back to top
World

The Dog Who Died In The Paris Terror Siege Is Being Awarded A Medal For Bravery

Seven-year-old Belgian shepherd Diesel is being honored with the prestigious Dickin Medal.

Posted on

Diesel — the police dog who died in a raid on an apartment where the Paris terror attackers were holed up last month — is to be posthumously awarded with a prestigious animal bravery medal, a leading charity said.

The seven-year-old Belgian shepherd is to be honored with the Dickin Medal for gallantry — which is billed as the animal version of the Victoria Cross: the highest military honor in Great Britain and Commonwealth nations — by U.K. charity the People's Dispensary for Sick Animals (PDSA).

Les chiens d'assaut et de recherche d'explosifs: indispensables dans les missions des opérateurs du #RAID

The French National Police said Diesel was "killed by terrorists" during a raid on a property in the Paris suburb of Saint-Denis on Nov. 18.

Diesel worked for the French National Research, Assistance, Intervention and Deterrence special anti-terrorism force (RAID), which conducted the operation.

Two people died during the raid, including Abdelhamid Abaaoud — the key planner of the Nov. 13 attacks on the French capital, which killed 130 people.

Advertisement

Diesel's handler — who cannot be named for security reasons — said the dog was sent into the apartment during a break in sporadic gunfire:

After a few minutes we decided to send in the dog to see if the zone was clear.

He did a tour of the first room, then he went into the second room and dashed forward. I think he'd found someone. Then I lost sight of him and the gunfire started again.

His role was to open the way for the rest of us. He uses all his senses to detect if anyone is present and if he can get to them, to go and bite them. If not, he stands and barks to indicate where the person is hiding.

I had absolute confidence in him, and him in me. Both of us knew how the other would behave in the situation.

He was pronounced dead from multiple gunshot wounds that day at 10 a.m. local time (4 a.m. ET).

The French National Police's Major RULP Jean-Marc Lenglet said, "Diesel's handler has been deeply affected by the death of his dog, as have many thousands of well-wishers who sent messages of condolence for Diesel who died in the service of his country."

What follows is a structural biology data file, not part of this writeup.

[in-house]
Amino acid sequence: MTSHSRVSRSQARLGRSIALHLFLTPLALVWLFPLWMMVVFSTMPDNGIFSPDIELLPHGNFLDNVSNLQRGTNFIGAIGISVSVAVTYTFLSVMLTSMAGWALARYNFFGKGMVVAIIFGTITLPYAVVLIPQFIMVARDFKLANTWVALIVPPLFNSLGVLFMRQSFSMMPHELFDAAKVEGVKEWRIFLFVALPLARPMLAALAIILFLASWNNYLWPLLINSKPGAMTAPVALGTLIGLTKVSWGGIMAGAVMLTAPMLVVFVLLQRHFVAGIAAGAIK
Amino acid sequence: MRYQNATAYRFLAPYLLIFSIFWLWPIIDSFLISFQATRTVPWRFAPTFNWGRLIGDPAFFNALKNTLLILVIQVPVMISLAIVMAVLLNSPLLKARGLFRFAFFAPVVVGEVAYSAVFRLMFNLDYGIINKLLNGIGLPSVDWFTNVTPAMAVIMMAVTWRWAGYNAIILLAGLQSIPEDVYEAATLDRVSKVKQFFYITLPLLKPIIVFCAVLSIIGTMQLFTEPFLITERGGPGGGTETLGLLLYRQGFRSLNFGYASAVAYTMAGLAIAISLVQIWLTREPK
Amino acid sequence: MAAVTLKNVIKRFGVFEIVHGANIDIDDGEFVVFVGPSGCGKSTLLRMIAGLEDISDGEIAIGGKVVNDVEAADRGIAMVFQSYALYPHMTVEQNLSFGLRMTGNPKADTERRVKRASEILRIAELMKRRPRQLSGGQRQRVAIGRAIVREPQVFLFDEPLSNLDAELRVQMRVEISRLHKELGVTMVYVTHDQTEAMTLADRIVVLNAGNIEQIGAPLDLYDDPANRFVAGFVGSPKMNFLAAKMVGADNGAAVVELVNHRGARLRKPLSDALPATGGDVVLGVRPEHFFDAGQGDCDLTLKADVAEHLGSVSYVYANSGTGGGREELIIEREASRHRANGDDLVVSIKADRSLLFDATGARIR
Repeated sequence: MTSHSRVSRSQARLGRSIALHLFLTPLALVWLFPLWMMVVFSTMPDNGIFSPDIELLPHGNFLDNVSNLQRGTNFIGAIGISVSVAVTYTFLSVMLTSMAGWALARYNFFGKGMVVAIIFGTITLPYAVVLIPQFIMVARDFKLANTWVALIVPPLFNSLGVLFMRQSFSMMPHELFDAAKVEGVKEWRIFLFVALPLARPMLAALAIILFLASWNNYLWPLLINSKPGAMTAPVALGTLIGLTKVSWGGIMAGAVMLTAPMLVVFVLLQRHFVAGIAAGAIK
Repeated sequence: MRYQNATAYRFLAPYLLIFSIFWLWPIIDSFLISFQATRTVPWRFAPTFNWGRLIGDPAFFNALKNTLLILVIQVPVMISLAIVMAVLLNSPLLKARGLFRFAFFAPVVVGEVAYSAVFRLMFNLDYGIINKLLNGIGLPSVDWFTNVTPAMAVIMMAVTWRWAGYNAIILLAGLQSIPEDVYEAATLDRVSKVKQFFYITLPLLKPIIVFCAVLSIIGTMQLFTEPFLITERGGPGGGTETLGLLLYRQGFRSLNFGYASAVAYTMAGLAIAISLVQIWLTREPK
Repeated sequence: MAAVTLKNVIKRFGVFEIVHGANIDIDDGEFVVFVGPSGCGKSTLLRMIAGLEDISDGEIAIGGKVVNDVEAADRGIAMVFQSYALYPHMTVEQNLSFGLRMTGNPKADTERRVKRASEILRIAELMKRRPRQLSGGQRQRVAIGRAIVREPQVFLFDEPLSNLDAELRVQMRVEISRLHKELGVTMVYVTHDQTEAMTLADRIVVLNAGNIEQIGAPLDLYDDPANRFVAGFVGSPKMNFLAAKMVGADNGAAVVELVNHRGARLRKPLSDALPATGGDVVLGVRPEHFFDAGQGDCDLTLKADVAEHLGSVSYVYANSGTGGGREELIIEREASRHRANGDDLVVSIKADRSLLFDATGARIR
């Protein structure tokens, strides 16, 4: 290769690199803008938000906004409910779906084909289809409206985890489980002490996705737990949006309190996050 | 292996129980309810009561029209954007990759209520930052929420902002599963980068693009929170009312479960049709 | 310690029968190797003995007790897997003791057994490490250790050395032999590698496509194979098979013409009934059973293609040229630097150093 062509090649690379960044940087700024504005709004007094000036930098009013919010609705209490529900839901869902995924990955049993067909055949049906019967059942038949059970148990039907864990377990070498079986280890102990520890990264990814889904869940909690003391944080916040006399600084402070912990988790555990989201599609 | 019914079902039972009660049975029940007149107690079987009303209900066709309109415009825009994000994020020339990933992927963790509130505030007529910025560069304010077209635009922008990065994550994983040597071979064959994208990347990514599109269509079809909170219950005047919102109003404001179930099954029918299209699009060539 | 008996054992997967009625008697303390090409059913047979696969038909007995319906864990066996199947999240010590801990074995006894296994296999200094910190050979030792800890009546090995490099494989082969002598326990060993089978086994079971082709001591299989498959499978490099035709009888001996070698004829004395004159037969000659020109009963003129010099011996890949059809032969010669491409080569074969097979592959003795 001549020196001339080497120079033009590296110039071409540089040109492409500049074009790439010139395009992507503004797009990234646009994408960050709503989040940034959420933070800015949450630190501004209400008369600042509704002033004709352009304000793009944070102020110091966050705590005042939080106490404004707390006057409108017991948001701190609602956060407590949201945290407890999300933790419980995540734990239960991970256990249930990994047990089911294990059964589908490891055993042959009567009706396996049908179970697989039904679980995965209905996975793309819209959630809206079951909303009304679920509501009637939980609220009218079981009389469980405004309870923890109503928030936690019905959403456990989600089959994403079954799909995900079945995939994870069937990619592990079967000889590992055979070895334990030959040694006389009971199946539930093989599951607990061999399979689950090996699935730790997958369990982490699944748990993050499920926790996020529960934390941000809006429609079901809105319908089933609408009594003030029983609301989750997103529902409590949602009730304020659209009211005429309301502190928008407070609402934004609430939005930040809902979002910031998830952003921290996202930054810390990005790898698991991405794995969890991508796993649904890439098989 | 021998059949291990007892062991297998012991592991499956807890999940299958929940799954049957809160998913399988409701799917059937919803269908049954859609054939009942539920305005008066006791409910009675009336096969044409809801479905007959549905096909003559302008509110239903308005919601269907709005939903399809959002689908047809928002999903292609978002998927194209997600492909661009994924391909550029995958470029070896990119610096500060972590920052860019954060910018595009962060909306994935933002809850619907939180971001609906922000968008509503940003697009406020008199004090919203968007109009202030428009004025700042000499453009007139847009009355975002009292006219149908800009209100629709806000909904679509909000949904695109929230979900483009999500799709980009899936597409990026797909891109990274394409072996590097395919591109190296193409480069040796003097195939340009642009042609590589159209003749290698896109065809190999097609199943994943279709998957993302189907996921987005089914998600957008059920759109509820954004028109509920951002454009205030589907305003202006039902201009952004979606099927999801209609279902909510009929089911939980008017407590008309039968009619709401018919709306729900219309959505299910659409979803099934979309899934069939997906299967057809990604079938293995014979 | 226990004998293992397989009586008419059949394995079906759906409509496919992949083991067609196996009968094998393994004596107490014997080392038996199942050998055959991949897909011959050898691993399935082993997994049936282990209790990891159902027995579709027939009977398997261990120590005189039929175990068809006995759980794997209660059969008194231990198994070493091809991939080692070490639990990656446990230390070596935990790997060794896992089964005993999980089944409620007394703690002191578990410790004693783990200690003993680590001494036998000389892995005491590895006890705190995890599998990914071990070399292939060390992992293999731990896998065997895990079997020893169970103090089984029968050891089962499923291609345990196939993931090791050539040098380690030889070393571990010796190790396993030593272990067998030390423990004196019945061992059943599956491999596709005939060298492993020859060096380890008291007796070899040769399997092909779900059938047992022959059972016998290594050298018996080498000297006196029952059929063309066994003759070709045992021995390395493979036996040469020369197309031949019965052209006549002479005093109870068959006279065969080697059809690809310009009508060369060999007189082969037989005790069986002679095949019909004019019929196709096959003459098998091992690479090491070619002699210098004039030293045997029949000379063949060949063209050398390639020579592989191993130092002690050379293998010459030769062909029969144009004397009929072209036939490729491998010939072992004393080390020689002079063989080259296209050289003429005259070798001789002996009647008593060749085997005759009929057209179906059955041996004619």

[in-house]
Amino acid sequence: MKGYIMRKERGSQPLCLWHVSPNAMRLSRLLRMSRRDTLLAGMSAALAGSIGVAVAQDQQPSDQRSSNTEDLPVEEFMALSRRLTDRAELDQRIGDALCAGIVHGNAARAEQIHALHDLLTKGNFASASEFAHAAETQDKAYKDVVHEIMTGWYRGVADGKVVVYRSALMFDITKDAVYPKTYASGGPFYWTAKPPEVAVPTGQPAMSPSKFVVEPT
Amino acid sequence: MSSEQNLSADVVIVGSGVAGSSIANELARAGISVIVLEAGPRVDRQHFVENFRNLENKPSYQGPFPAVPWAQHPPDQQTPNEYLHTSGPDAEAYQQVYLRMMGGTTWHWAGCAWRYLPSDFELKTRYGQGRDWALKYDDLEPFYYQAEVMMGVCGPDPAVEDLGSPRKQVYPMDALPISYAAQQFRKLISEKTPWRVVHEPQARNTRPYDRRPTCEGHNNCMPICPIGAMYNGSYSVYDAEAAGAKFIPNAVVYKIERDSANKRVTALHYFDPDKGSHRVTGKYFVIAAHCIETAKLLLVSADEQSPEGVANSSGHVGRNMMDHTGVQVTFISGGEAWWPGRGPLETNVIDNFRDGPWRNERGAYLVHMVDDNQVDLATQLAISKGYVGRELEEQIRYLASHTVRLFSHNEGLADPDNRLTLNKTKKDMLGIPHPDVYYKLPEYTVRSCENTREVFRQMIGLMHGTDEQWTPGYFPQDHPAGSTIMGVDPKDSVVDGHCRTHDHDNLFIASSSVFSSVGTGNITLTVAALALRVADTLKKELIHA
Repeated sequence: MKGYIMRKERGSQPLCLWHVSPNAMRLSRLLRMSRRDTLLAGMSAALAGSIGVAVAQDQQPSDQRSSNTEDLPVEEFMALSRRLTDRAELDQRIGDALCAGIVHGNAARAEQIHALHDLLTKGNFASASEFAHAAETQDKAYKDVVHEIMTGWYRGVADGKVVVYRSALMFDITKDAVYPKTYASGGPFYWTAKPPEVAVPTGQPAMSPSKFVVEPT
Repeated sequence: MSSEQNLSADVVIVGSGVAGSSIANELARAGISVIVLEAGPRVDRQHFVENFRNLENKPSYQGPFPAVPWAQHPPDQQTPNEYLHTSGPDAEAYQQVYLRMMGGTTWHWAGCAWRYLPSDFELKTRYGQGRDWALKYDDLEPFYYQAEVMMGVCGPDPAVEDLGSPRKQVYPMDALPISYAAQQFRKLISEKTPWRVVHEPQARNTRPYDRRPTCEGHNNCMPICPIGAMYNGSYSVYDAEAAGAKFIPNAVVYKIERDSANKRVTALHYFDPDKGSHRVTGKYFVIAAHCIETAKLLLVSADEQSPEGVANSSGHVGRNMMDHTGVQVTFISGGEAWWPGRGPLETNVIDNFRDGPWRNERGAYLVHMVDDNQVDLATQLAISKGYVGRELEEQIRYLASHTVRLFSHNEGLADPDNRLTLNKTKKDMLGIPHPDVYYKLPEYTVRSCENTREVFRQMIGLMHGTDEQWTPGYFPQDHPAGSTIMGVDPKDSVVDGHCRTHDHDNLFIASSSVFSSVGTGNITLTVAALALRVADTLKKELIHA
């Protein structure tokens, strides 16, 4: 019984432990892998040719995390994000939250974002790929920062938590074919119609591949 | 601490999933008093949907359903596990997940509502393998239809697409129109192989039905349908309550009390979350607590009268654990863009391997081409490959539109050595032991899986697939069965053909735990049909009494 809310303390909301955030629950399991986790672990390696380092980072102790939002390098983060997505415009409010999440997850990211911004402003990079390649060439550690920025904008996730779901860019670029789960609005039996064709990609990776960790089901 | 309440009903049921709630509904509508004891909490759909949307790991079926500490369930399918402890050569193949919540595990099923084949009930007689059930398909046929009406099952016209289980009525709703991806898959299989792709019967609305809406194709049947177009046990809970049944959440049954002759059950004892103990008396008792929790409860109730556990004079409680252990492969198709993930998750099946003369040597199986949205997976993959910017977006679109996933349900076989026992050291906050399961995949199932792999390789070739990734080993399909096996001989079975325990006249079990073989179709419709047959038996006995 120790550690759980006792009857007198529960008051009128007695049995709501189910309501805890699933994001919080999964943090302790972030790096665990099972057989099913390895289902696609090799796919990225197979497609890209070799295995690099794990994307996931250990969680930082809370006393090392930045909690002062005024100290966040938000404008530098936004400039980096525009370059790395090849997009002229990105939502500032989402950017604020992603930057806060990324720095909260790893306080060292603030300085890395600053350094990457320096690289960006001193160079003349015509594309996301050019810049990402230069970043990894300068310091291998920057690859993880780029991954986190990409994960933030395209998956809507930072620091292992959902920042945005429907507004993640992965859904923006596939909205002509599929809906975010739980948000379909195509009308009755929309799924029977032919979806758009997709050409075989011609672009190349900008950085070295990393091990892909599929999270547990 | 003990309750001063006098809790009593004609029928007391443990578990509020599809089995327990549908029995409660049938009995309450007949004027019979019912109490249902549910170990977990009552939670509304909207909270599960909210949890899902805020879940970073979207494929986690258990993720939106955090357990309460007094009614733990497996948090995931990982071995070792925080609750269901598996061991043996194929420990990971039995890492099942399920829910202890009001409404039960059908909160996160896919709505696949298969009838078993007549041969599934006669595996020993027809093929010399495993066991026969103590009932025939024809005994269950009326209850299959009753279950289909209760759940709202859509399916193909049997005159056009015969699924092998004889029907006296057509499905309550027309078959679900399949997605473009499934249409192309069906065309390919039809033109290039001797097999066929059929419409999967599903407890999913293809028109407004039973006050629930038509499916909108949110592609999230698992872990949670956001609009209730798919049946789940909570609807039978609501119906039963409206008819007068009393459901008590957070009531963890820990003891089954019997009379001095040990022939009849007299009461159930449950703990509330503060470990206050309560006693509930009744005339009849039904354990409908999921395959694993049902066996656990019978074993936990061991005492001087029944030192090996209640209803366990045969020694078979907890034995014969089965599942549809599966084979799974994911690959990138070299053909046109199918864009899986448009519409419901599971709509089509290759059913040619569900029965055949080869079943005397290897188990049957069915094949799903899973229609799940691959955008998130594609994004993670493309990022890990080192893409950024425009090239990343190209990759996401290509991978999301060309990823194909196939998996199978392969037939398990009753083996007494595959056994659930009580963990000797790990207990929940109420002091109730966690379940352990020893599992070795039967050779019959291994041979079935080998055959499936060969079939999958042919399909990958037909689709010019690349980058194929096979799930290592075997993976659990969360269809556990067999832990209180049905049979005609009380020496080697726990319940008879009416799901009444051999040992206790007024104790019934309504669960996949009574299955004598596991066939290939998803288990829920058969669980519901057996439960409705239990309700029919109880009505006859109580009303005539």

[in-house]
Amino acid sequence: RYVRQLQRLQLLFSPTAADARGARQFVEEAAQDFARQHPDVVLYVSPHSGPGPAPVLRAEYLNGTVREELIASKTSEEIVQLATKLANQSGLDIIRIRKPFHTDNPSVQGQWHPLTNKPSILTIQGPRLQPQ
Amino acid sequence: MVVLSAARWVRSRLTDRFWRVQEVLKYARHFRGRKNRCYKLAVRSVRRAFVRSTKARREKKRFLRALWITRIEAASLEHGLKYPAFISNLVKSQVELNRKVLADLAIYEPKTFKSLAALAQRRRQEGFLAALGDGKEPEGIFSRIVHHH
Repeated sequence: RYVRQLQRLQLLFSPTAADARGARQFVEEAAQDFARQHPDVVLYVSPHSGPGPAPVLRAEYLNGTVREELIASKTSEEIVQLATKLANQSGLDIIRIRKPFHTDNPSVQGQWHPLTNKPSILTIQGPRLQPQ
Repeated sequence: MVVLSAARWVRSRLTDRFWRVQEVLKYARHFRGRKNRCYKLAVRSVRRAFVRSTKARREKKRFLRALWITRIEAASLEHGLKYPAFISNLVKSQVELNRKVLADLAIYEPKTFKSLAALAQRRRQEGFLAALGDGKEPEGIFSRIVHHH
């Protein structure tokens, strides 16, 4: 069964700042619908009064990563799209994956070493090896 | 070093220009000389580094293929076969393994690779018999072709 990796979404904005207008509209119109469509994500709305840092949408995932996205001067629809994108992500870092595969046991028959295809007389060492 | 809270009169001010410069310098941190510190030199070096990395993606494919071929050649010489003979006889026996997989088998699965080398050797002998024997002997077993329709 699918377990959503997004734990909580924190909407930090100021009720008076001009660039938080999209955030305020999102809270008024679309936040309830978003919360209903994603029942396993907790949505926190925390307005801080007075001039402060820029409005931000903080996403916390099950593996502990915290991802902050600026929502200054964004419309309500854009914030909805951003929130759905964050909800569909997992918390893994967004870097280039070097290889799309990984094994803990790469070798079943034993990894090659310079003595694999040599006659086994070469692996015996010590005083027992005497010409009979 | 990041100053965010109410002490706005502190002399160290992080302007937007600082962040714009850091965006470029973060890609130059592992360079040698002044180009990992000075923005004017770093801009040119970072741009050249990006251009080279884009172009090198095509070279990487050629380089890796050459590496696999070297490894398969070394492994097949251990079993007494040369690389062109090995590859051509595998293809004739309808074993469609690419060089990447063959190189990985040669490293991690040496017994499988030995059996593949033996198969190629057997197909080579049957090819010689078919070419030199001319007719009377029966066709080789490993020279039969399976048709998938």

Diesel was formally nominated for the award by British tabloid The Sun.

In a statement, PDSA's Director General Jan McLoughlin said, "When news emerged of Diesel's death there was a huge outpouring of grief. As guardians of the world's most prestigious animal awards program, we were inundated by messages from members of the public to recognize his heroism.

"His gallant actions helped to protect human life in the face of imminent danger and we are very proud to honor him in this way."

The award was founded by the PDSA's Maria Dickin in 1943 to honor animals' efforts during World War II. Since then it has been handed out 65 times, with recipients including 32 pigeons, 29 dogs, 3 horses and 1 cat.

Pet owners honored Diesel's memory shortly after his death in November, by posting pictures of their animals with the hashtag #JeSuisChien ("I am dog") in solidarity on Twitter.

Hommage entre chiens A Diesel... #JeSuisChien

Russian police also paid tribute to Diesel earlier this month by gifting their French counterparts a seven-month-old service puppy called Dobrynya in his memory.

Advertisement

CORRECTION

Diesel will be posthumously awarded the Dickin Medal. A previous version of this story misspelled the name of the medal.

Francis Whittaker is a homepage editor for BuzzFeed News and is based in London.

Contact Francis Whittaker at francis.whittaker@buzzfeed.com.

Got a confidential tip? Submit it here.